Default management – OTC derivatives

In the event of default of an OTC participant, ASX Clear (Futures) may first suspend the defaulted participant and would first look to hedge its exposure arising from the defaulting participant's portfolio. ASX Clear (Futures) may engage the relevant DMG to assist in this process. To close-out the defaulter's portfoilio, ASX Clear (Futures) may then conduct one or more auctions of the portfolio (including the hedges) to non-defaulted participants (see Section 4.4.1). ASX Clear (Futures) may set a reserve price on the default auction(s).

All OTC participants that have positions in the relevant products are required to bid in the auction of a defaulter's portfolio. ASX utilises a ‘juniorisation’ mechanism that is designed to ensure that non-defaulting participants bid competitively in the auction of a defaulter's portfolio. For the participants obliged to take part in the auction, the juniorisation mechanism determines the order in which their contributions to the ASX Clear (Futures) default fund would be applied to losses on the default in the event that the auction crystallises losses beyond the defaulter's margin and the first tranche of ASX capital. The order of application is related to the size of participants' bids in the auction, so that the winner of the auction has its contribution applied last and the participant with the lowest bid has its contribution applied first, subject to bids exceeding a minimum threshold determined by ASX. Participants that are not required to take part in an auction (for example, participants that lack the capacity to manage particular product types within an auction pool) would have their contributions applied at the same point as the winner of the auction. ASX Clear (Futures), in consultation with the DMG, could conduct the auction in one of the following forms:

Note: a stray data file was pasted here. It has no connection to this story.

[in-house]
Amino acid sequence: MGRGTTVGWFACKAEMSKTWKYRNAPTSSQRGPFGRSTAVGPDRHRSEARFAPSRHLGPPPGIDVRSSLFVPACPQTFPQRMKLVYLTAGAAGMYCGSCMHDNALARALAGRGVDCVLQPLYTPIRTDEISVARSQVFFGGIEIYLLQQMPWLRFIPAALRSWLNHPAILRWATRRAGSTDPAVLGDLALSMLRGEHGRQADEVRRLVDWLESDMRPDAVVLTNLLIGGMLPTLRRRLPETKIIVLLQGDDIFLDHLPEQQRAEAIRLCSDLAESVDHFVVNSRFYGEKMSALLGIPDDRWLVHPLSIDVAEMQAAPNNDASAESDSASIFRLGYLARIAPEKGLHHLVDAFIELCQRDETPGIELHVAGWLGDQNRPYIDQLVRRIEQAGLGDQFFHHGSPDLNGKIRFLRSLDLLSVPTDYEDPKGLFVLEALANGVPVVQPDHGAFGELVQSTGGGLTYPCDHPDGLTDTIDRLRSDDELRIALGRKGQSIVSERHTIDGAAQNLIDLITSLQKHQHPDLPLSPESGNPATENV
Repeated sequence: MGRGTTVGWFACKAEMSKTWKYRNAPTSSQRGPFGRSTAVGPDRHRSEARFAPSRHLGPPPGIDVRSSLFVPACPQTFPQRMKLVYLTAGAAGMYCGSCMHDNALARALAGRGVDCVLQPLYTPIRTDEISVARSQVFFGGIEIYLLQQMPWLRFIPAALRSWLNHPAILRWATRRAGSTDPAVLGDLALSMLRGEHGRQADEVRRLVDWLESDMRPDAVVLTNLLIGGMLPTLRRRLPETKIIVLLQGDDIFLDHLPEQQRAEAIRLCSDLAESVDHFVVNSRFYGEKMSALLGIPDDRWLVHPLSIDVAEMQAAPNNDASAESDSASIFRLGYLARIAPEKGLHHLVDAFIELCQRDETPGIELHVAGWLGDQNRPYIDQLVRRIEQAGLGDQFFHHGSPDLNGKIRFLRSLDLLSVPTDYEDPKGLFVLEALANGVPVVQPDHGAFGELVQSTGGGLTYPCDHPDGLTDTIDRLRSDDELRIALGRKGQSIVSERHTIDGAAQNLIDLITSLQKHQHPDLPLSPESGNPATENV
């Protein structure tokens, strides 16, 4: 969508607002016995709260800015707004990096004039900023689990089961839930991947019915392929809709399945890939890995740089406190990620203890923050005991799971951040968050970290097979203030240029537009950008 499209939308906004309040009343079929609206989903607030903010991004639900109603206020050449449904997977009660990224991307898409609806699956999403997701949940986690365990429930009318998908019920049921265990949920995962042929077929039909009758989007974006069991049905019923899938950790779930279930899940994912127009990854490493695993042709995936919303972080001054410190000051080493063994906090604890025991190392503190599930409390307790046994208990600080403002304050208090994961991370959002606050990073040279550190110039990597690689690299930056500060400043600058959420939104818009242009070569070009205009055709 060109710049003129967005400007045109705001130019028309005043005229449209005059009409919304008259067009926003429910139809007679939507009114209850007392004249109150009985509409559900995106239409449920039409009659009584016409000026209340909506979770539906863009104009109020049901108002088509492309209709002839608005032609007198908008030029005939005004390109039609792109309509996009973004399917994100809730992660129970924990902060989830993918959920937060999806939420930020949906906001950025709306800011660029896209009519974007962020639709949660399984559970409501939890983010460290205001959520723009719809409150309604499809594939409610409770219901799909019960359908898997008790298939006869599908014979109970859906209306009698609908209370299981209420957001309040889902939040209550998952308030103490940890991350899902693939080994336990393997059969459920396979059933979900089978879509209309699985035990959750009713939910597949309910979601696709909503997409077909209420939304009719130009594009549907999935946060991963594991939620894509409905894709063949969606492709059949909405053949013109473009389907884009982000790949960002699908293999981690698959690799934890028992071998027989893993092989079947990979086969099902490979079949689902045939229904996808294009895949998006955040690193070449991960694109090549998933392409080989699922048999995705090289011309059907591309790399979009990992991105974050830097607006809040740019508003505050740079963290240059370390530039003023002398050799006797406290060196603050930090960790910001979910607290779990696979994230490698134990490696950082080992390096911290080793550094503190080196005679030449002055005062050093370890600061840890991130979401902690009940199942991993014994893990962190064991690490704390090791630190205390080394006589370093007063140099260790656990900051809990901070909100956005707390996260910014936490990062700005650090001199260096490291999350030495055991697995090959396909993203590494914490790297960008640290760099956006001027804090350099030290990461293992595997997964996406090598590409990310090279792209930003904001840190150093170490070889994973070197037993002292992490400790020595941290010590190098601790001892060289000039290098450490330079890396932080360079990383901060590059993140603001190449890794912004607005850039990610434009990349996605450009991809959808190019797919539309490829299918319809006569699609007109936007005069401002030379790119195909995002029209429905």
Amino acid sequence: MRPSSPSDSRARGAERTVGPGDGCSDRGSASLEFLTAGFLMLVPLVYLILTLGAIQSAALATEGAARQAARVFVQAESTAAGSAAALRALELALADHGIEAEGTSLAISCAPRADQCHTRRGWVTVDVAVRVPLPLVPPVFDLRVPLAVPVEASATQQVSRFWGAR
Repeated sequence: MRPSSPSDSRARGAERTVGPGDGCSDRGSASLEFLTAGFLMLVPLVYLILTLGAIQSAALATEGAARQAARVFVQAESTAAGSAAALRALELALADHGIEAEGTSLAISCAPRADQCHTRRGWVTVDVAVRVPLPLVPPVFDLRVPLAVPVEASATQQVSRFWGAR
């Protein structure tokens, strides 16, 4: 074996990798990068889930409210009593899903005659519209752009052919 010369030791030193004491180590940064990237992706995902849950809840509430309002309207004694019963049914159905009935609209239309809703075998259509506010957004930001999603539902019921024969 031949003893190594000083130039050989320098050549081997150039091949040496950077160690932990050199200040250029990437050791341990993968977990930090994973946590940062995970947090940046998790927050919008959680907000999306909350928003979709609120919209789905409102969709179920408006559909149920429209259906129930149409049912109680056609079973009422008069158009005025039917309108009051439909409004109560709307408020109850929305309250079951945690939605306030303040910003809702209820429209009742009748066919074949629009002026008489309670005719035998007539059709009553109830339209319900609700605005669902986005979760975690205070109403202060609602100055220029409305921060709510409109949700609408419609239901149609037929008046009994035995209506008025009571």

• The defaulted participant's portfolio could be auctioned in a single pool to the single highest bidder, or split into multiple identical units auctioned off to several bidders. In the latter case, the order of application of participant contributions to losses would be based on the lowest bid for any unit within the pool.
  • Alternatively, the defaulted participant's portfolio could be broken up into separate pools with shared characteristics (for example currency, product, tenor, carry or trade volume), with separate auctions in respect of each pool. Each of these pools could be auctioned off in a single unit or multiple identical units. The application of bidding participants' contributions to losses would be based on the ranking of bids in each of these pools, weighted according to the relative risk of each pool.

As an alternative to an auction, ASX Clear (Futures) could agree the transfer of equivalent contracts with a non-defaulting participant, but in doing so would seek to avoid crystallising losses that would require the application of non-defaulting participants' commitments. If neither an auction nor transfer could be successfully carried out, ASX's enhanced recovery approach would allow ASX Clear (Futures) to apply partial or (as a last resort) complete termination powers in order to restore its matched book.

Use and sequencing of financial resources